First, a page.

I try not to let myself lean on the word "happy" as a defined objective these days. It stops me from falling into the logical fallacies of thinking: "If I did/owned/was X, I'd be happy". It's like a shining beam of light from the heavens illuminating you in its thrall - pretty spectacular, but eventually you're gonna wanna go get something to eat and wash your hands and maybe have a nap without having to just linger in that one spot for the rest of your life. You change depending on the context in which you live, so your feelings of positivity should too.
For example, owning a home wouldn't necessarily make me happy, but it would make me comfortable. I would enjoy having a space that's truly mine, where I can invite guests around at any time, to choose every stick of furniture in the place and be allowed to do something more interesting at an auction than when I was a kid and my Dad would let me accompany him under the condition I did not, at any time or for any reason, raise my hand.
Likewise, I love my career deeply, but making more money in my job wouldn't necessarily make me happy - it would simply give me more options, which I could then use for the things that do make me happy - like a trip to somewhere I've never been or a meal at a fancy restaurant, just because. So with this in mind, it makes sense that I don't think happiness should be found in the actual getting of the guy or the girl you have a crush on, despite this seemingly comprising 90% of the mental and interpersonal angst of the people I know. Making like Ash Ketchum and just choosing someone shouldn't be the happiest point of a relationship (though for many it is)... it should be the prologue to a big adventure full of highs and lows, doubts and growth, and a conscious decision between both parties to keep actively deciding to stay on the path they've stepped onto as a team.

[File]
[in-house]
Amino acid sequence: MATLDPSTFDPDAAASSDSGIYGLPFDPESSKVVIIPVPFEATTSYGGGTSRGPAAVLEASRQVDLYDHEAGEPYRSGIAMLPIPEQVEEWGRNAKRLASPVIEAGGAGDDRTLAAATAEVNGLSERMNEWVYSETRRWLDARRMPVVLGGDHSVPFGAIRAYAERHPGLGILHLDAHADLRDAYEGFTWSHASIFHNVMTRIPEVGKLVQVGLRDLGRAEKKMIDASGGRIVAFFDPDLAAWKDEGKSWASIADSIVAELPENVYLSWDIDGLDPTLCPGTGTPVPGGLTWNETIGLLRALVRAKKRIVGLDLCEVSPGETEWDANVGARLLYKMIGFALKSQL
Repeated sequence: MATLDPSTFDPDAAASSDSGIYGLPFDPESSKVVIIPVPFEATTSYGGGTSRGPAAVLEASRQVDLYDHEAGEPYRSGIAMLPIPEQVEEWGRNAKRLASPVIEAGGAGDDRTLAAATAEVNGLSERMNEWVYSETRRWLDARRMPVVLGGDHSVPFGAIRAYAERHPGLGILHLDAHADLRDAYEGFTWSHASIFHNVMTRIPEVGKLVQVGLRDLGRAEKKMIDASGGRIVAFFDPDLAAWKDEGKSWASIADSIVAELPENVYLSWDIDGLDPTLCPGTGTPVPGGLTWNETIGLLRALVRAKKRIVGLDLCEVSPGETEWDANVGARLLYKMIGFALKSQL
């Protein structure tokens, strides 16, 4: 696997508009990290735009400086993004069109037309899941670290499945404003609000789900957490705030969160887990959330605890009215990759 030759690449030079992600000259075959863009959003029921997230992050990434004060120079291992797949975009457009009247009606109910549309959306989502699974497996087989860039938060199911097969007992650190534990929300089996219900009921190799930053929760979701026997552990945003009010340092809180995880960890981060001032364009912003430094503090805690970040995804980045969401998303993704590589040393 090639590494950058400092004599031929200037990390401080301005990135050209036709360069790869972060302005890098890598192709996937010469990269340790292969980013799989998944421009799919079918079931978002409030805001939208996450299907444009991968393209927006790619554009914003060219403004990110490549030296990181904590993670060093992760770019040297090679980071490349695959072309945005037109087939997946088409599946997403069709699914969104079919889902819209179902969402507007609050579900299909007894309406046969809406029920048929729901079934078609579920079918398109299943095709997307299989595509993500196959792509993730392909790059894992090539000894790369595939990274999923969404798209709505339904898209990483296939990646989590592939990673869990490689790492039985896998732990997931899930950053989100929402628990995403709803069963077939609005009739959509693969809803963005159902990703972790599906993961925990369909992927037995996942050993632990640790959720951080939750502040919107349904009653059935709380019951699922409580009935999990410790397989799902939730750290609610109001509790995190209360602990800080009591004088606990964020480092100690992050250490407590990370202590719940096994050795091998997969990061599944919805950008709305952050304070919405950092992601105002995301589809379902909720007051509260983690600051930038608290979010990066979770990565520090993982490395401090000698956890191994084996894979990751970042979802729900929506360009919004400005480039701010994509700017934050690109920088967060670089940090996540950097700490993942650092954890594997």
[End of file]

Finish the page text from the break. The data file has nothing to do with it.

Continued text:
The dating game places so much pressure on people to carve their ideal soulmate into the uneven marble of another person, but carving is a brutish craft when the raw materials are a human being. A "fixer-upper" relationship, or one contingent upon one party changing, is painful for both people: there is resentment from one for having to "guide" the other into becoming who they should be, and hurt from the person who soon realises that the love that was given to them, seemingly in good faith, is, in fact, conditional on the happiness they bring their partner.